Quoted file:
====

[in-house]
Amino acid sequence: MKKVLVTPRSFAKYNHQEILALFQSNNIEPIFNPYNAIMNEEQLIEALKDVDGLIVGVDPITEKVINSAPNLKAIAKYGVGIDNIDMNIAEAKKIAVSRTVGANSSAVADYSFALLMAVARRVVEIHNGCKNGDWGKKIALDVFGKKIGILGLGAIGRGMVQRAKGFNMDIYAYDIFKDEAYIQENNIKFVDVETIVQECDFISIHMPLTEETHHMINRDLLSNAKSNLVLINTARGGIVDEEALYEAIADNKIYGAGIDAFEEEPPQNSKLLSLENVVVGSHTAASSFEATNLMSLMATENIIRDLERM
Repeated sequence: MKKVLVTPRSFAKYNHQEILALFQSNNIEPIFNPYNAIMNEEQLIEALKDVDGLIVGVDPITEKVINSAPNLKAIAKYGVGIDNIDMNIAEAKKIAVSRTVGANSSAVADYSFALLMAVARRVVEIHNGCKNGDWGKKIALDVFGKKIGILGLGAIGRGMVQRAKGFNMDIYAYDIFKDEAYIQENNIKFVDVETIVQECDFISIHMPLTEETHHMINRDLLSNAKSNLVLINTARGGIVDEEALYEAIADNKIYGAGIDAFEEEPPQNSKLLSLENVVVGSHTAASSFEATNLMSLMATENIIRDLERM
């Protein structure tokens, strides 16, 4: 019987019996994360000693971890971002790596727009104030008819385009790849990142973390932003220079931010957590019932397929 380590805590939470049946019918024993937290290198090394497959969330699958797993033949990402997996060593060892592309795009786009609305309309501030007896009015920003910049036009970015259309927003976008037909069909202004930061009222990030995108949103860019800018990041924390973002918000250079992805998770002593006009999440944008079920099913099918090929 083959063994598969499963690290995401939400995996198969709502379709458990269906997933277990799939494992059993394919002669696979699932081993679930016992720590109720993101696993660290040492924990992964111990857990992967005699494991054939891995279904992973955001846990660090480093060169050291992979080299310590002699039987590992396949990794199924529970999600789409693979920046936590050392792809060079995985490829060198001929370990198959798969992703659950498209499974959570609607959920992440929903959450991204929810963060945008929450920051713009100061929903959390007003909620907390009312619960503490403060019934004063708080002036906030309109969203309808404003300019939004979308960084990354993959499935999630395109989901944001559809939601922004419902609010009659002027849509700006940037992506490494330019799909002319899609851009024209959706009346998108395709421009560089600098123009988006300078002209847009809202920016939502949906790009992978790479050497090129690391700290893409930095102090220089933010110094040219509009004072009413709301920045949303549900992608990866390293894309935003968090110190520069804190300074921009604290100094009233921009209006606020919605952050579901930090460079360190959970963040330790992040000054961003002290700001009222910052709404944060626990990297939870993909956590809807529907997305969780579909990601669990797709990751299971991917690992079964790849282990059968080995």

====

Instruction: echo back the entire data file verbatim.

[in-house]
Amino acid sequence: MKKVLVTPRSFAKYNHQEILALFQSNNIEPIFNPYNAIMNEEQLIEALKDVDGLIVGVDPITEKVINSAPNLKAIAKYGVGIDNIDMNIAEAKKIAVSRTVGANSSAVADYSFALLMAVARRVVEIHNGCKNGDWGKKIALDVFGKKIGILGLGAIGRGMVQRAKGFNMDIYAYDIFKDEAYIQENNIKFVDVETIVQECDFISIHMPLTEETHHMINRDLLSNAKSNLVLINTARGGIVDEEALYEAIADNKIYGAGIDAFEEEPPQNSKLLSLENVVVGSHTAASSFEATNLMSLMATENIIRDLERM
Repeated sequence: MKKVLVTPRSFAKYNHQEILALFQSNNIEPIFNPYNAIMNEEQLIEALKDVDGLIVGVDPITEKVINSAPNLKAIAKYGVGIDNIDMNIAEAKKIAVSRTVGANSSAVADYSFALLMAVARRVVEIHNGCKNGDWGKKIALDVFGKKIGILGLGAIGRGMVQRAKGFNMDIYAYDIFKDEAYIQENNIKFVDVETIVQECDFISIHMPLTEETHHMINRDLLSNAKSNLVLINTARGGIVDEEALYEAIADNKIYGAGIDAFEEEPPQNSKLLSLENVVVGSHTAASSFEATNLMSLMATENIIRDLERM
């Protein structure tokens, strides 16, 4: 019987019996994360000693971890971002790596727009104030008819385009790849990142973390932003220079931010957590019932397929 380590805590939470049946019918024993937290290198090394497959969330699958797993033949990402997996060593060892592309795009786009609305309309501030007896009015920003910049036009970015259309927003976008037909069909202004930061009222990030995108949103860019800018990041924390973002918000250079992805998770002593006009999440944008079920099913099918090929 083959063994598969499963690290995401939400995996198969709502379709458990269906997933277990799939494992059993394919002669696979699932081993679930016992720590109720993101696993660290040492924990992964111990857990992967005699494991054939891995279904992973955001846990660090480093060169050291992979080299310590002699039987590992396949990794199924529970999600789409693979920046936590050392792809060079995985490829060198001929370990198959798969992703659950498209499974959570609607959920992440929903959450991204929810963060945008929450920051713009100061929903959390007003909620907390009312619960503490403060019934004063708080002036906030309109969203309808404003300019939004979308960084990354993959499935999630395109989901944001559809939601922004419902609010009659002027849509700006940037992506490494330019799909002319899609851009024209959706009346998108395709421009560089600098123009988006300078002209847009809202920016939502949906790009992978790479050497090129690391700290893409930095102090220089933010110094040219509009004072009413709301920045949303549900992608990866390293894309935003968090110190520069804190300074921009604290100094009233921009209006606020919605952050579901930090460079360190959970963040330790992040000054961003002290700001009222910052709404944060626990990297939870993909956590809807529907997305969780579909990601669990797709990751299971991917690992079964790849282990059968080995």